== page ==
Sen. Cory Booker and Rep. Ayanna Pressley are introducing legislation this week to expand Medicaid coverage for pregnant women and new mothers in an effort to target the nation's crisis of maternal mortality, which disproportionally impacts Black and Indigenous women.
Research has shown the United States has the highest maternal mortality rate in the industrialized world: Between 700 and 900 women die from pregnancy or childbirth-related causes every year, while around 65,000 nearly die. Most of these deaths could be prevented, as well. In fact, three in five pregnancy-related deaths in the nation were preventable, according to the a new report by the Centers for Disease Control and Prevention (CDC) released Tuesday.
"Our bill takes on an important and meaningful step towards addressing these alarming statistics by extending and enhancing the care pregnant women receive under Medicaid," Booker said in a call with reporters. "Medicaid now covers almost half of all births in the United States. it's a powerful tool to use to improve maternal health overall, particularly for women of color, low-income women, and other underserved populations."
The Maximizing Outcomes for Moms through Medicaid Improvement and Enhancement of Services (MOMMIES) Act, which Booker first introduced last year, extends coverage for new mothers from its current standard of 60 days after childbirth to a full year of coverage; offers full Medicaid coverage for pregnant women and new mothers, instead of just covering pregnancy care; increases access to primary health providers and women's health providers; and increases access to doula care.
Black and Indigenous women specifically are three to four times more likely to die before, during, and after childbirth than white women, according to research. "My paternal grandmother — I never had the pleasure and honor of knowing her. She died giving birth to my youngest uncle, Jerome," Pressley said in the call. "It's hard to believe that was the case in 1950. Here we find ourselves, in 2019, and Black women are still disproportionately dying in childbirth or in the days thereafter."
Photo: JOSEPH PREZIOSO/AFP/Getty Images.
For Black women, the high rates of morbidity and mortality remain even after adjustments for income and education. That's why it is important that the legislation aims to provide high-quality care for everyone, Pressley said. "Even Beyoncé and Serena Williams admitted that they wouldn't be able to survive their pregnancies if it wasn't for the fact that they could afford high-quality care. What does that mean for everyone else?" she said. "The MOMMIES Act uses a health equity and community-based approach to ensure that vulnerable child-bearing people have access to the high-quality support and care that they need during and after their pregnancy."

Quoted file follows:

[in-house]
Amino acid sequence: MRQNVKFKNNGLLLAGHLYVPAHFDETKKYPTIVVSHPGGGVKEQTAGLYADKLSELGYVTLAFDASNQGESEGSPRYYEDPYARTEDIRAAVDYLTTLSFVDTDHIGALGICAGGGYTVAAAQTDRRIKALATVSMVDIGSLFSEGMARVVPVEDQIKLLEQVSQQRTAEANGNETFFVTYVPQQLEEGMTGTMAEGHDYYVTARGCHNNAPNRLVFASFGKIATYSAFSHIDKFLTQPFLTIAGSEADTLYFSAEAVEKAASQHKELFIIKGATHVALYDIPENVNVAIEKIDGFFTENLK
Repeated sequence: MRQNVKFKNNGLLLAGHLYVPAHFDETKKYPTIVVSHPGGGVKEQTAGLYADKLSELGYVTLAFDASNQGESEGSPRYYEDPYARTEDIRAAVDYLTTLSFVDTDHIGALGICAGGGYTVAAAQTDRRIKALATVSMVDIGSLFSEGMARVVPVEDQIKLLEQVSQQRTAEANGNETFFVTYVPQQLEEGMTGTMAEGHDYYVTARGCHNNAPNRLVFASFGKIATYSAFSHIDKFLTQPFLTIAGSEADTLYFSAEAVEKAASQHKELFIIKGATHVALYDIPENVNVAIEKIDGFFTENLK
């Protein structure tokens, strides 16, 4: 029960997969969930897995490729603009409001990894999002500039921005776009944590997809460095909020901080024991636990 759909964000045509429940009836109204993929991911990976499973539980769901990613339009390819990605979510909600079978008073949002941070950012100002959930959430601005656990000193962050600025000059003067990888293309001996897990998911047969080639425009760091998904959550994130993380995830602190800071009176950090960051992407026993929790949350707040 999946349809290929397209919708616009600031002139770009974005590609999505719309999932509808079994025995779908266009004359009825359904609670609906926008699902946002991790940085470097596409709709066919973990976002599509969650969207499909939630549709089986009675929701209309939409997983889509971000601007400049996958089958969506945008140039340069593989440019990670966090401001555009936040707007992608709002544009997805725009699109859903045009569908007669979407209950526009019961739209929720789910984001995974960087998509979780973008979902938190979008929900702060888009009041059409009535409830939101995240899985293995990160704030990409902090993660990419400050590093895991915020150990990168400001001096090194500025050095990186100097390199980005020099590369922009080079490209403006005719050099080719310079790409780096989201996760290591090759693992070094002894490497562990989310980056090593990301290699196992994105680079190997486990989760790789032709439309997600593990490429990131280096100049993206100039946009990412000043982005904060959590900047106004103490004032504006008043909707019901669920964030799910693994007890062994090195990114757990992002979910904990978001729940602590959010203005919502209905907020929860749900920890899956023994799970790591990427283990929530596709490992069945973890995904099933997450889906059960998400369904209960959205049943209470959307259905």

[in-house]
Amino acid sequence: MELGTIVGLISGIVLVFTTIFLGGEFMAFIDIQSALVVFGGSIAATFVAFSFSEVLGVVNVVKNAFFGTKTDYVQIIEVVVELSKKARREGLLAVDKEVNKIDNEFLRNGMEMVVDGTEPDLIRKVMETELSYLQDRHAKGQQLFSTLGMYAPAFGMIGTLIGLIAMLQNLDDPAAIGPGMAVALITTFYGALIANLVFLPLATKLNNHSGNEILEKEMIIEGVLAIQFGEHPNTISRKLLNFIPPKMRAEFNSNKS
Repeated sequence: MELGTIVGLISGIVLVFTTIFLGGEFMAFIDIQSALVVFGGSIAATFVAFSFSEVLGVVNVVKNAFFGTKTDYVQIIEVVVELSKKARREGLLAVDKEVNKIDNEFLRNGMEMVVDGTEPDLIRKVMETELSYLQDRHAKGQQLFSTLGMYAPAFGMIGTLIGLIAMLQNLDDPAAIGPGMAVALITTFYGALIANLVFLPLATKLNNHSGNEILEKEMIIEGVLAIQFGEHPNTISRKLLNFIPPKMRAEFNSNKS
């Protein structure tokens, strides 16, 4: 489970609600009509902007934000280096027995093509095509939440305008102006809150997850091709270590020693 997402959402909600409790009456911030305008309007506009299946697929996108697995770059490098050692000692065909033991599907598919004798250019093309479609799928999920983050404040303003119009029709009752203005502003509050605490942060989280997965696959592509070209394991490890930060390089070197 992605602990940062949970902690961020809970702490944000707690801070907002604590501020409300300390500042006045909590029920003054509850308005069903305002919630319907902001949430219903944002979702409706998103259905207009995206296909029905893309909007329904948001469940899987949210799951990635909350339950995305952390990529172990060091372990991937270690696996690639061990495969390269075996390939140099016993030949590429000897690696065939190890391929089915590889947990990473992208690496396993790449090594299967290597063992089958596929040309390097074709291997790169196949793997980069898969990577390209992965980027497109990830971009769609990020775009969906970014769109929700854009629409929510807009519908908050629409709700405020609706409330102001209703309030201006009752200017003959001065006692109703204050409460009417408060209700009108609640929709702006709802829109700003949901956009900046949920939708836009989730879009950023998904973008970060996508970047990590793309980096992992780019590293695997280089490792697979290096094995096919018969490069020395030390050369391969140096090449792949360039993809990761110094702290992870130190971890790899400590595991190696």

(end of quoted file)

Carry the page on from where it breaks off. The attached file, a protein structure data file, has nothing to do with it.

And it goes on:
The legislation has been endorsed by more than a dozen organizations, including health providers and women's advocates. "In the United States we currently face the highest risk of illness, complications, and even death due to lack of quality maternal care and more egregiously, institutional bias and racism rampant in our hospitals and healthcare systems," Elizabeth Dawes Gay and Angela Doyinsola Aina, co-directors of Black Mamas Matter Alliance, said in a statement provided to Refinery29. "[We support] the MOMMIES Act due to its potential to advance maternal health, rights and justice for Black Mamas and ensure their ability to thrive before, during and after pregnancy. We applaud Senator Booker and Representative Pressley for taking bold action on behalf of all Black mothers. We urge Congress to support and pass this important bill."
The issue of maternal morbidity and mortality has been brought to the forefront because of the tireless work of activists, such as the members of the Black Mamas Matter Alliance, but also because of women in positions of power such as Williams speaking up. Last year, Sens. Kirsten Gillibrand and Kamala Harris introduced legislation with the intent of targeting hospital negligence and fixing the racial disparity in care that can lead to women of color dying before, during, or after giving birth. The bills, called Modernizing Obstetric Medicine Standards (MOMS) and Maternal Care Access and Reducing Emergencies (CARE), complemented each other. Last month, Reps. Lauren Underwood and Alma Adams launched the Black Maternal Health Caucus in the House. (Pressley is also one of the founding members.) And at an event in late April, Sen. Elizabeth Warren unveiled a plan to address this crisis as part of her 2020 presidential platform.
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